Wingback Chair Reupholster Project

A few years ago, while I was driving down a street that I grew up on I noticed a chair sitting out for junk pick up. The chair was sitting outside my old best friends house. I called someone with a pick up truck to come and collect the chair for me, I had just the right spot for it (in the corner of my bedroom to collect laundry!). I have always wanted to learn how to reupholster furniture and this chair had a great structure just bad fabric, great for a project one day. Well that day finally came! I found some cute fabric a couple weeks ago and moved the chair out into the middle of the house. The chair was starring at me all day, just waiting. I eventually gathered the courage to start. The tools that I used were a hammer, needle nose pliers (my all time favorite tool), scissors and a screw driver. The pliers worked best for the job. Go around the edges of the fabric, get a hold of it with your pliers and pull. Simple as that. Pull and rip all over the chair. Make sure that you remove any existing nails or old staples, so that you have a smooth surface to work with. I also took pictures with my phone while I was removing the old fabric, so that I could reference back to how it was done originally if needed. Inside the back of a wingback chair you will see how the fabric is pulled through for the “wings” and the back. When all of the old fabric is gone and staples cleared away you can start applying the new upholstery. Make sure you buy fabric that is meant for furniture upholstery, or it might be too thin and not have the strength for staples and nails. Using a measuring tape, measure a section, cut your fabric adding at least 4-6 extra inches just in case. Then place the fabric were it needs to be applied. Using a staple gun (please splurge a little and get an electric one for a big job like this, you will thank me) go around the edges and staple the fabric as tightly as you can. I think all together I had 15 different patches of fabric. You need to have a clear strategy for the order that you put on your patches of fabric, making sure that each one will cover the last ones staples. The outside of the wings and the back of the chair will have places that your work cannot be hidden, but you can make them pretty!  In some places you have to get creative. For the bottom of the “wings” I tucked the fabric under and pulled it tightly around to the back to staple it in place. And in some small places yes, I definitely used a hot glue gun. It is best to start with the arms and front, then the wings and sides, then lastly the back that you sit against and the back back. I used a staple gun for all of the “hidden” attachments and a nail gun for all of the areas that had to be left exposed. In most cases upholstery tacks are used in the exposed areas, but I hate upholstery tacks! In the last upholstery project that I had I used the tacks and managed to smash my poor little fingers with the hammer every time I took a swing. I’m good with hammers and nails, but tiny tacks that I can barely hold into place, I can’t handle. The nail gun worked great but left my chair with the ends of tiny nails all round the edges. I went to the craft store in search of a ribbon that I could hot glue across all my nail heads. I found several that I brought home so I could see them together before I made my final selection. To go around the front of the arms and across the top of the back I chose a whimsical small white ribbon with little gray pom-poms and around the outside of the wings and down the back I chose a beautiful black velvet with silk rope braiding. The end result is fabulous! To recover the seat cushion I simply made a basic pillow case, stuffed the cushion inside and then sewed up the back. My old faded chair that was put out for the trash has now gotten a long over due amazing face lift. Is it perfect? No, I’m not a professional. Is it amazingly fabulous? Yes, indeed it is!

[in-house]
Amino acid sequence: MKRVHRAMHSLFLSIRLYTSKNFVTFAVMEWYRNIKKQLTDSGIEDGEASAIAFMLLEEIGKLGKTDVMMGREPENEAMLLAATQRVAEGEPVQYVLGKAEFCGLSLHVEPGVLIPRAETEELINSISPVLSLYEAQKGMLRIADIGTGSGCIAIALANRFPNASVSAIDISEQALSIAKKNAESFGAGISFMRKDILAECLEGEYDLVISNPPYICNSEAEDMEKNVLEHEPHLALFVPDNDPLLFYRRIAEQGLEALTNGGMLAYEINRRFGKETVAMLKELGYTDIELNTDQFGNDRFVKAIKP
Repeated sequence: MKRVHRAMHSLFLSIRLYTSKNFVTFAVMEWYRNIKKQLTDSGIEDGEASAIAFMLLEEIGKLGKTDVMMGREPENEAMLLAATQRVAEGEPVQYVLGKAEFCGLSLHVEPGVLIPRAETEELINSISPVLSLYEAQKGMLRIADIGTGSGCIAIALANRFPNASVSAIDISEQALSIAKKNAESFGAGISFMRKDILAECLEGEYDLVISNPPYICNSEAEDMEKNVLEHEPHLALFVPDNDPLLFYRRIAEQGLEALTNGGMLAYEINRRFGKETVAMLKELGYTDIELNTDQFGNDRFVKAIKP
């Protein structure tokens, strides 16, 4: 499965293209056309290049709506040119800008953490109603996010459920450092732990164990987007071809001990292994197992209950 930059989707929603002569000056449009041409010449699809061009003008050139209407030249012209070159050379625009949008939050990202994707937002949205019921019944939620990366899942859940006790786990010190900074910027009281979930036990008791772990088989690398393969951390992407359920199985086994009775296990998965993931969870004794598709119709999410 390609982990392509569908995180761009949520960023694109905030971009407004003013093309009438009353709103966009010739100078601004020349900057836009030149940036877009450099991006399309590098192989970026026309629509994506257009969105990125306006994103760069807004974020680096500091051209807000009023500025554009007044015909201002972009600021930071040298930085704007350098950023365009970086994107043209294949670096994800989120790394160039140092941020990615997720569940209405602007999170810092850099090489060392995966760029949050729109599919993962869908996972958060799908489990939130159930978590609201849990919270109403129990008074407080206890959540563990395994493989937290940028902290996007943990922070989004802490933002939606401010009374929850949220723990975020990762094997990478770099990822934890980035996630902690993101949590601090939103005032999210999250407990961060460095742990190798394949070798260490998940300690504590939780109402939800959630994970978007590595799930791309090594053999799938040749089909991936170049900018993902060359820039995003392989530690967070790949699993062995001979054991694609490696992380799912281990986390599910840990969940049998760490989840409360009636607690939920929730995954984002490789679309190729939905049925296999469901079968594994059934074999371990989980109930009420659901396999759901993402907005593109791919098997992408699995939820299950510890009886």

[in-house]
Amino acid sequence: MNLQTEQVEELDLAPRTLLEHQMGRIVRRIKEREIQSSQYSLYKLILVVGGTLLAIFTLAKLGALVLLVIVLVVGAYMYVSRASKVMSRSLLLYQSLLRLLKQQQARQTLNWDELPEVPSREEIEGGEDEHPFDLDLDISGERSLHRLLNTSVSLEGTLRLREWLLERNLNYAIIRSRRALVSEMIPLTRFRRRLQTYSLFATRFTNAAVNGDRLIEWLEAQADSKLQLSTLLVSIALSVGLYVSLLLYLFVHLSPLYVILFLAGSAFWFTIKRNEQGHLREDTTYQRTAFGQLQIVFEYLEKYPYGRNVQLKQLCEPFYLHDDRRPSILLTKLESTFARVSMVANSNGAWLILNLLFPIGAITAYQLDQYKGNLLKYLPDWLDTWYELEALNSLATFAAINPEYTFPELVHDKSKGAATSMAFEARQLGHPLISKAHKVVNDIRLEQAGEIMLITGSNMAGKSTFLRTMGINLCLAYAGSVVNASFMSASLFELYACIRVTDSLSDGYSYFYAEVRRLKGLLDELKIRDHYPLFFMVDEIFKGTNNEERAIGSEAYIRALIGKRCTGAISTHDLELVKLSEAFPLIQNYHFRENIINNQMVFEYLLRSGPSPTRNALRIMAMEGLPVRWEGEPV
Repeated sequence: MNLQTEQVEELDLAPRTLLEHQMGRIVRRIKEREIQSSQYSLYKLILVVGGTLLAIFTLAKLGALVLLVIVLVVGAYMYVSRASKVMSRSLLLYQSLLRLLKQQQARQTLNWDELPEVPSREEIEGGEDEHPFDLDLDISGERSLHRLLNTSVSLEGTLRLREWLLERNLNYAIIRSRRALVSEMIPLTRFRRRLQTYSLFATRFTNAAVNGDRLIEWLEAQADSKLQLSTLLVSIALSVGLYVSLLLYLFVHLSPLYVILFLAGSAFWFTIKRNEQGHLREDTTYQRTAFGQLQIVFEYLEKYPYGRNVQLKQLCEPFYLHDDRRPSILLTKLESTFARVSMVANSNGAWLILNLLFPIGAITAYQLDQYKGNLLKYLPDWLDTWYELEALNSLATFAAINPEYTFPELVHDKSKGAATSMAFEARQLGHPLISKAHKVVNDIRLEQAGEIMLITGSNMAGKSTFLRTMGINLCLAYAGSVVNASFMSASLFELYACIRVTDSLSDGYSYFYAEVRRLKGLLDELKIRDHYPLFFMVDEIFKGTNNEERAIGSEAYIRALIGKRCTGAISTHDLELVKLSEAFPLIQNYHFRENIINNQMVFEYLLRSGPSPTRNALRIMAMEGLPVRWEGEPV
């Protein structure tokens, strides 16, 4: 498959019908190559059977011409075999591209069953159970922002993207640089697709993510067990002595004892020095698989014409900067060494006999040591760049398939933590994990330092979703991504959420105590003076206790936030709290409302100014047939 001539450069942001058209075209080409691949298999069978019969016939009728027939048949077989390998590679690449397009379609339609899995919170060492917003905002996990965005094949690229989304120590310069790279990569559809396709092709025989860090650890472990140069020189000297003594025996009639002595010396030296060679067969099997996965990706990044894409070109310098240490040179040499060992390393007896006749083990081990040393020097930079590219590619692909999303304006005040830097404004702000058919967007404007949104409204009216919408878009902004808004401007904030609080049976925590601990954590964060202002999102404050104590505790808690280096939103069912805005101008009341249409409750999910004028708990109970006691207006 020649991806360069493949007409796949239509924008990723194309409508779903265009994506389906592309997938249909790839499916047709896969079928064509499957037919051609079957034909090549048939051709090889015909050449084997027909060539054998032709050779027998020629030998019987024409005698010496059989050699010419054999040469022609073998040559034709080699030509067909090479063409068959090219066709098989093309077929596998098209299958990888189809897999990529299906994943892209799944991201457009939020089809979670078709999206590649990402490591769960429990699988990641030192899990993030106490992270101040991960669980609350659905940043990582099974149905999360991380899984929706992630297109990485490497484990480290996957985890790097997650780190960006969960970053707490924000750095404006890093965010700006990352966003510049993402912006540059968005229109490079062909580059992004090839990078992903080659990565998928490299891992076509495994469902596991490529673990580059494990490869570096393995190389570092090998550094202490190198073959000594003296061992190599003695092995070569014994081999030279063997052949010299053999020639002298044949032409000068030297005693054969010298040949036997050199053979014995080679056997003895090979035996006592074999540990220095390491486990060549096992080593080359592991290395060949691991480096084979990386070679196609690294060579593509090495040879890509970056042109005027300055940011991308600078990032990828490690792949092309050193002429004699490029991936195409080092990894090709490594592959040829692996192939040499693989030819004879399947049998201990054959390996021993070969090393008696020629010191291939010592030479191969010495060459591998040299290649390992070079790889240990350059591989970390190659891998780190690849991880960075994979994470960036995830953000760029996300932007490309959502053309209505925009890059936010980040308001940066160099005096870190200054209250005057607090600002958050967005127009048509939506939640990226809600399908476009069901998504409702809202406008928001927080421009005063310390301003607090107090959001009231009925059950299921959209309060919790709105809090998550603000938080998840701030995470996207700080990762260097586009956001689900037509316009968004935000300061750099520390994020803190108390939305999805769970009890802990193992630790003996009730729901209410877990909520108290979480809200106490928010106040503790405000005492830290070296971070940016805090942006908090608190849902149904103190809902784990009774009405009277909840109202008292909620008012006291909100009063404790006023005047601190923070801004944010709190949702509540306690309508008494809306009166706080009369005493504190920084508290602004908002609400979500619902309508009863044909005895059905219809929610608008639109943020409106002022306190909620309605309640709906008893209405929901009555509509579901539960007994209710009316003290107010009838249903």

Before

Before

Whimsy pom-poms

Whimsy pom-poms

exposed nails

exposed nails

Ribbon to hide nails

Ribbon to hide nails

IMG_1076 IMG_1078 IMG_1079

After

After

 

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